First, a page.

By John Nolan
The Associated Press
ANDERSON TWP. - At a hillside cemetery where soldiers from the Civil War through the Vietnam War are buried, the gravestones now stand straight and are no longer hidden by overgrown grass and shrubs.
U.S. Rep. Rob Portman, R-Ohio, left, presents a U.S. flag that flew over the Capitol, Sept. 11, 2002, to Brig. General Robin C. Timmons, center, and Adj. General John Smith, during dedication ceremonies Monday.
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Ohio Army National Guard officials and politicians gathered at Hillcrest Cemetery in suburban Anderson Township on Monday to rededicate the site, marking the end of a three-year restoration paid for with $685,000 from the Guard, as well as numerous private contributions.
National Guard volunteers rerouted a creek that had eroded the hillside, installed drainage pipes, brought in loads of dirt to make the site less steep and hacked away chest-high vegetation.
"A lot of the tombstones were setting on their sides," said Sgt. Maj. Tim Grys, who spent months directing rotating crews of Guard soldiers at the site.
About two-thirds of the 14.5-acre cemetery's nearly 1,400 occupants are black soldiers who had been denied burial elsewhere because of their race, National Guard officials said. Along with the Civil and Vietnam wars, they served in World Wars I and II and the Spanish-American and Korean wars. There are also about 700 nonmilitary graves at the cemetery.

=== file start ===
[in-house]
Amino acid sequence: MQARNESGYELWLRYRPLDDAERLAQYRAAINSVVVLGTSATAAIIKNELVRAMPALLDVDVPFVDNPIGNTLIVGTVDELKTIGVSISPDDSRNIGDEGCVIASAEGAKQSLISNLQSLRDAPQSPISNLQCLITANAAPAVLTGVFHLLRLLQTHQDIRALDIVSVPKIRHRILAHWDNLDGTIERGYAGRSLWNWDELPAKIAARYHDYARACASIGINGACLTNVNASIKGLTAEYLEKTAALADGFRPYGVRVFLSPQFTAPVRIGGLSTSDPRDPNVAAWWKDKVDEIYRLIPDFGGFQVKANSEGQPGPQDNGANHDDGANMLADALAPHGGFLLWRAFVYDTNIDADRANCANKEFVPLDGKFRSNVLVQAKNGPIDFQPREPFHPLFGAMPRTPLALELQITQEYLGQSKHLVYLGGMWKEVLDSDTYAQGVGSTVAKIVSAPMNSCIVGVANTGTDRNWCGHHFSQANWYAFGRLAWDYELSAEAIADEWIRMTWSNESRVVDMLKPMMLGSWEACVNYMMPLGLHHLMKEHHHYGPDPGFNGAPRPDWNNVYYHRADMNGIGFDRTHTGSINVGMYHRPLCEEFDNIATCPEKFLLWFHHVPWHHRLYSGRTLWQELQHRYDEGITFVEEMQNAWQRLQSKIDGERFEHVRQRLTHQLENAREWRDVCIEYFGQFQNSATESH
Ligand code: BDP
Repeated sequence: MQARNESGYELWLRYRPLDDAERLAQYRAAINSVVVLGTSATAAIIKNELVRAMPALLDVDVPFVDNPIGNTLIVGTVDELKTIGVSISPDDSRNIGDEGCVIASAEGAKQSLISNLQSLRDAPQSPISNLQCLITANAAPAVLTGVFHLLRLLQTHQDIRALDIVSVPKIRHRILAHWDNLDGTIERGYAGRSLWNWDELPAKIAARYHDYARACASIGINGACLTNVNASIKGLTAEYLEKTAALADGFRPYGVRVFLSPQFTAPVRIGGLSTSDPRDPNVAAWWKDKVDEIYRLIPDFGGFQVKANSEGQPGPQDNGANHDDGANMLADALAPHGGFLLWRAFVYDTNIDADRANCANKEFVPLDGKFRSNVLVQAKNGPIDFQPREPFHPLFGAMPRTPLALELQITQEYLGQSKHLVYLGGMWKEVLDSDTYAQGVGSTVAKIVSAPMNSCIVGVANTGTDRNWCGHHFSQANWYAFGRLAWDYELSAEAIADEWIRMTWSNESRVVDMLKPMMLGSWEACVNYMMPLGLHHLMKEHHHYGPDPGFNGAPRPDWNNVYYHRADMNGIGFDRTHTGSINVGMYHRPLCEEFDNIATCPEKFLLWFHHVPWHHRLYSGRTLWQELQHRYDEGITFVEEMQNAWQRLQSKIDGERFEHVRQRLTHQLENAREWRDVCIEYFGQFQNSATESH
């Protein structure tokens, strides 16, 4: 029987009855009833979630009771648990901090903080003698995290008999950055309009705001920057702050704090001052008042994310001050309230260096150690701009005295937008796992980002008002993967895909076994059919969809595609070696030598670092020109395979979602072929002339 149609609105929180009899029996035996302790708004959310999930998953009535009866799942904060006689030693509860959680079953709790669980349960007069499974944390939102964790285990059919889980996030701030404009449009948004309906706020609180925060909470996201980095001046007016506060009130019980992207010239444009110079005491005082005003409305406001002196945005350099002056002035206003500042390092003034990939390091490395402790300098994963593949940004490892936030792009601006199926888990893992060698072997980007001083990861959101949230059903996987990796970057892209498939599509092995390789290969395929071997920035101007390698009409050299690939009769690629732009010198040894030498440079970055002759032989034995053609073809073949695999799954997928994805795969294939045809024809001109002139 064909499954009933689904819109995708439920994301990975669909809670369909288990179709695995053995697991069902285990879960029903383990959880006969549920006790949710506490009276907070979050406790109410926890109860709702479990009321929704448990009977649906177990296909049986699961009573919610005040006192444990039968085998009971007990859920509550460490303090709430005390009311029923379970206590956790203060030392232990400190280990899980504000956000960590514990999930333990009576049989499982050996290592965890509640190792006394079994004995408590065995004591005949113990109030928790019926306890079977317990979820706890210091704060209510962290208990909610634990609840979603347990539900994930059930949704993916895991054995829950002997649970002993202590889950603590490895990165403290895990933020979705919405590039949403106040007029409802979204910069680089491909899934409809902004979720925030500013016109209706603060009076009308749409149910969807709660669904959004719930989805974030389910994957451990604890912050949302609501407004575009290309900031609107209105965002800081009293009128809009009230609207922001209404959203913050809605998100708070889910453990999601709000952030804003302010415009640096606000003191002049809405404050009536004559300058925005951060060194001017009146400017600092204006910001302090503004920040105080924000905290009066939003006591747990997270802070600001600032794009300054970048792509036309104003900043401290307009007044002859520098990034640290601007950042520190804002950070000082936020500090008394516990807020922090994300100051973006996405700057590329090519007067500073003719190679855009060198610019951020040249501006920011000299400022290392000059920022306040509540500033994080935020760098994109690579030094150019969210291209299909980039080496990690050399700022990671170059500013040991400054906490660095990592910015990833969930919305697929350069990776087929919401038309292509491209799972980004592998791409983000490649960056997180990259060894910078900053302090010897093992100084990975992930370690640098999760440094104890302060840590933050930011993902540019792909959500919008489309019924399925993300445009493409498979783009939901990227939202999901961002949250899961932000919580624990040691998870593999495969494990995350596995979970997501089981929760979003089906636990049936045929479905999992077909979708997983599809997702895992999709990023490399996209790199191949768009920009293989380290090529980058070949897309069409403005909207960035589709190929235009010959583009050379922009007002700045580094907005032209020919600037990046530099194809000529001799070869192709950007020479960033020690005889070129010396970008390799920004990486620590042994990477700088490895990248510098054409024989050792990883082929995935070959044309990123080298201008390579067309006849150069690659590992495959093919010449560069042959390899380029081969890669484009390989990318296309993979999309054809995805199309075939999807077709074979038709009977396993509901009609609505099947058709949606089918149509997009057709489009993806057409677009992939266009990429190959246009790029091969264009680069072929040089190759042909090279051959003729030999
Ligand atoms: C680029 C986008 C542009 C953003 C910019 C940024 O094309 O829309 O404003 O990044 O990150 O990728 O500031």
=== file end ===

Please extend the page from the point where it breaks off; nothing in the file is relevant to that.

Guardsmen worked with civilian officials who examined Hamilton County and state records to find the locations of some graves and establish who was buried in them. Once that research was done, the U.S. Department of Veterans Affairs provided 237 markers to identify previously unmarked graves.
The restoration was one of the Guard's largest-ever community projects and attracted soldiers from around the state to help, said Maj. Gen. John Smith, Ohio's adjutant general. Smith said he felt a particular poignance upon seeing overgrown graves of Vietnam veterans, since he had served during that war in 1967.
"Certainly, it's our deepest wish and desire that this remain hallowed ground," Smith said.
The overgrown cemetery had been known only to immediate neighbors until 1994 when sheriff's deputies caught people stealing remains from graves that had been exposed by erosion, said Russ Jackson of the Anderson Township Board of Trustees. That prompted an investigation that revealed a much larger burial site and started lengthy efforts to restore the cemetery.
The land had been privately owned when it was incorporated in 1926 as a cemetery and was dedicated then as a burial ground for black soldiers. The land was later overseen by a church, then fell into neglect, officials said. The restoration's start was delayed for an investigation to determine who owned and was responsible for the property. Eventually, lawyers obtained court permission to put the land in custody of a nonprofit entity, the Coalition to Save Hillcrest Cemetery, which is to maintain the site, Jackson said.
Civilian volunteers donated topsoil, grass seed and straw, brought in lunches and drinks for the workers and even sharpened mower blades.
"It's wonderful," said Diane Nelson, 57, of West Chester, who visited the site Monday with her 2-year-old granddaughter, Reagan Gargac. "We have to honor our fallen soldiers. To let their graves fall into disrepair is disrespectful."
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